When Bank of America bought mortgage lender Countrywide in 2008, it thought “it had gobbled up a cash cow,” says U.S. Attorney Preet Bharara, but profits from the lender’s “High Speed Swim Lane” program (known inside the company as “the Hustle”) were “built on fraud.”

Bharara’s comments came after Bank of America and the bank’s Countrywide Financial unit were found liable for millions of losses on mortgages they sold to Fannie Mae and Freddie Mac.  The jury in the civil proceeding also determined that former Countrywide executive Rebecca Mairone committed fraud. Now a U.S. District Court judge will determine civil costs to be paid by the bank.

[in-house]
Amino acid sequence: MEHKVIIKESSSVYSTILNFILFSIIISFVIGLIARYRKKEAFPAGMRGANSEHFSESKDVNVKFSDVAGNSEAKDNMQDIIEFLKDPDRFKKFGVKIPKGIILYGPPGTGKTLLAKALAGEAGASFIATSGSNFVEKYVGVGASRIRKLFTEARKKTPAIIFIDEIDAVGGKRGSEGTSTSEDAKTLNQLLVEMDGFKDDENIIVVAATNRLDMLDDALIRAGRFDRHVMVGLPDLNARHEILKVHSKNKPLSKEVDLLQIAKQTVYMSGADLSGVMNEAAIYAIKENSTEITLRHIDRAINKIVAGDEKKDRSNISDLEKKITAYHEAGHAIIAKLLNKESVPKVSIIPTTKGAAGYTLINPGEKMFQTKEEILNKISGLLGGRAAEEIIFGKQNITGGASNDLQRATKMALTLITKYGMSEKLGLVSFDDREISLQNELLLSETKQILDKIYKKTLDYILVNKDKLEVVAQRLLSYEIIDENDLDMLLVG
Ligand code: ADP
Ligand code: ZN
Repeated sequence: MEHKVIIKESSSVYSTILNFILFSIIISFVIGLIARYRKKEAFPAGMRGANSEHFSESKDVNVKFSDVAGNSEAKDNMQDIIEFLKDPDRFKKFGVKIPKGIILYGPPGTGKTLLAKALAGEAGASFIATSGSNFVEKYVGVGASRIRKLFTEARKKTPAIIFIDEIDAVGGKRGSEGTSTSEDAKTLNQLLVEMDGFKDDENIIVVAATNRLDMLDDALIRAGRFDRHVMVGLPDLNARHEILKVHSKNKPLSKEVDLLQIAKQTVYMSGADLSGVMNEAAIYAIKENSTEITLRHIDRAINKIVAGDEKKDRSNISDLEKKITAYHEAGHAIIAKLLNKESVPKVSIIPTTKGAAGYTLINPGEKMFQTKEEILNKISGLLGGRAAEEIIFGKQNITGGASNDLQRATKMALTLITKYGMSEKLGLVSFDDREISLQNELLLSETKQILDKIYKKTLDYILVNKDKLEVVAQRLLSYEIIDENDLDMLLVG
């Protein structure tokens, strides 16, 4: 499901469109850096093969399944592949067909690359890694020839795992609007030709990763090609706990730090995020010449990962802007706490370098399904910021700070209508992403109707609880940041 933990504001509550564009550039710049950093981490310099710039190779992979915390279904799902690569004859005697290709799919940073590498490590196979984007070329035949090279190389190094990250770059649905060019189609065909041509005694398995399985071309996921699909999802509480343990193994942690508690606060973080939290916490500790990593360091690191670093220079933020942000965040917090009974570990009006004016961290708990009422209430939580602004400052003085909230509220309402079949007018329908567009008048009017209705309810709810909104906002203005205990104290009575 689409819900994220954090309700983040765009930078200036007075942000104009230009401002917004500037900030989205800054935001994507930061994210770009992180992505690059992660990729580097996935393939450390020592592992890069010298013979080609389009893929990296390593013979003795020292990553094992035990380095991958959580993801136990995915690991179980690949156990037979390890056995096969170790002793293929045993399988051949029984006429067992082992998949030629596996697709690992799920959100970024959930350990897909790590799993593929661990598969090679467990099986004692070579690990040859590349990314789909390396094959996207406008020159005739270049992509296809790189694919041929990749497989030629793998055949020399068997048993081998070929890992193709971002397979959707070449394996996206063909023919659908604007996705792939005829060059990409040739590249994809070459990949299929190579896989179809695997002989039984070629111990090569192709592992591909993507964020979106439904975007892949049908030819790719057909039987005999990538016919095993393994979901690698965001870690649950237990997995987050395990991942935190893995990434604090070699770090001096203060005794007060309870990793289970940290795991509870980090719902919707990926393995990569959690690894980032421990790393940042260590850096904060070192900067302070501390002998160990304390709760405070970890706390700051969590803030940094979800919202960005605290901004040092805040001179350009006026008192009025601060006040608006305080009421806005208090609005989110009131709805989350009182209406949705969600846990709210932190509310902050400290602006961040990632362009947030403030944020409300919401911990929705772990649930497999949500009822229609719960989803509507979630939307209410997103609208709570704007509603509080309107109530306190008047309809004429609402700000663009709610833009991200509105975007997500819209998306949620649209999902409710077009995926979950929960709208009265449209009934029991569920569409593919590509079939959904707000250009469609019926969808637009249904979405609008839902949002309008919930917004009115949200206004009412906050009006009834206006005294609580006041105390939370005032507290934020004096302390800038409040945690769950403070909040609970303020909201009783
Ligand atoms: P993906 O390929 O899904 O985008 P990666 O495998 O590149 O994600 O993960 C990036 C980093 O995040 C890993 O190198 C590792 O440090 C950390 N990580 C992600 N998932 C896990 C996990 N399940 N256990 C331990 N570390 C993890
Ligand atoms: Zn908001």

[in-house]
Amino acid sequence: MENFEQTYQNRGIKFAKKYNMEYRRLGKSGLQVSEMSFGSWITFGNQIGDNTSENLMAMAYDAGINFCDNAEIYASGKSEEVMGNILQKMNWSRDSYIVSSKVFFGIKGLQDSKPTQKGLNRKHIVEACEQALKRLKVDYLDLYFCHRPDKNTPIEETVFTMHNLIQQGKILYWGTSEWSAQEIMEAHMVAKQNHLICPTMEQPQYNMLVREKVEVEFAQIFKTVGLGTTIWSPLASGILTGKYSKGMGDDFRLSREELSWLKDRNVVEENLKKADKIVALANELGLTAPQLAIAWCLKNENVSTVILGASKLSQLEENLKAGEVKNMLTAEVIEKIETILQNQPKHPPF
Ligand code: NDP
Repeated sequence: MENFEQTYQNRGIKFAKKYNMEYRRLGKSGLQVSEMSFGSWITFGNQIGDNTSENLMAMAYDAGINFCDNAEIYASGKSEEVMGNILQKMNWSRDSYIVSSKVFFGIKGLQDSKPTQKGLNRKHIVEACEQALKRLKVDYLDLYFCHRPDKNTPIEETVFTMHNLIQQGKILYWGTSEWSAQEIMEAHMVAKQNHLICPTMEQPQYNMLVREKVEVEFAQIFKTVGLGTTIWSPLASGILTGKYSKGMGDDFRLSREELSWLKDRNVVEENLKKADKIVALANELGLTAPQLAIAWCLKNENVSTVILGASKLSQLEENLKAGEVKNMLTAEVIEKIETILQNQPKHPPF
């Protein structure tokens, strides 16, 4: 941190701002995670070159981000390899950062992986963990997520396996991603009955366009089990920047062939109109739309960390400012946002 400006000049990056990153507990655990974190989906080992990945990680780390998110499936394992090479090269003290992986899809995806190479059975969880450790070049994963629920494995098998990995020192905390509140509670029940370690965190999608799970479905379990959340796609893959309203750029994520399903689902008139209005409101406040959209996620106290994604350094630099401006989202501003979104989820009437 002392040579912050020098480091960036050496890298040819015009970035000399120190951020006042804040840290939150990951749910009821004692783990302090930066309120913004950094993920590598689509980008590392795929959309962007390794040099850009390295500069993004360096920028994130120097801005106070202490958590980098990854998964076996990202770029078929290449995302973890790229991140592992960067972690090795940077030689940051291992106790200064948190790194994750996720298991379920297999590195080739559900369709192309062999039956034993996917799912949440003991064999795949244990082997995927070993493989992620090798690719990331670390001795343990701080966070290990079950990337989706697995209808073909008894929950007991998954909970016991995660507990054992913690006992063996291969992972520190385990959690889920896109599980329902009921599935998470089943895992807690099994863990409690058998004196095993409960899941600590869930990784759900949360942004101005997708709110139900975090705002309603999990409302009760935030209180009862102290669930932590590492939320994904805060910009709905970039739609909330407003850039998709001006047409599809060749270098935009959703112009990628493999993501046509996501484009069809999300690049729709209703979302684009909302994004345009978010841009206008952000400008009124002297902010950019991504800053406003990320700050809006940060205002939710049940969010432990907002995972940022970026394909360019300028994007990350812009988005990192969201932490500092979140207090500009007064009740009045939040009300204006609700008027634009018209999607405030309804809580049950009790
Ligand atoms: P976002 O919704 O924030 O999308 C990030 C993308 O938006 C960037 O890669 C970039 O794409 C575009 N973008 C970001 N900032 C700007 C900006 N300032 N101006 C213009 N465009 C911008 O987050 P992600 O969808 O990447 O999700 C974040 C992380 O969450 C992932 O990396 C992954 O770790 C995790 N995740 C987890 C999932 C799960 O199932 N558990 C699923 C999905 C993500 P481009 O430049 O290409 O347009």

Bank of America said it’s evaluating its options for appealing the  decision, which concerned “a single Countrywide program that lasted several months and ended before Bank of America’s acquisition of the company.”

“The Hustle” program was created in 2007 to help Countrywide originate more prime mortgage loans that it could sell to Fannie Mae and Freddie Mac, after the secondary market for subprime loans not guaranteed by Fannie, Freddie or Ginnie Mae collapsed. Source: usatoday.com

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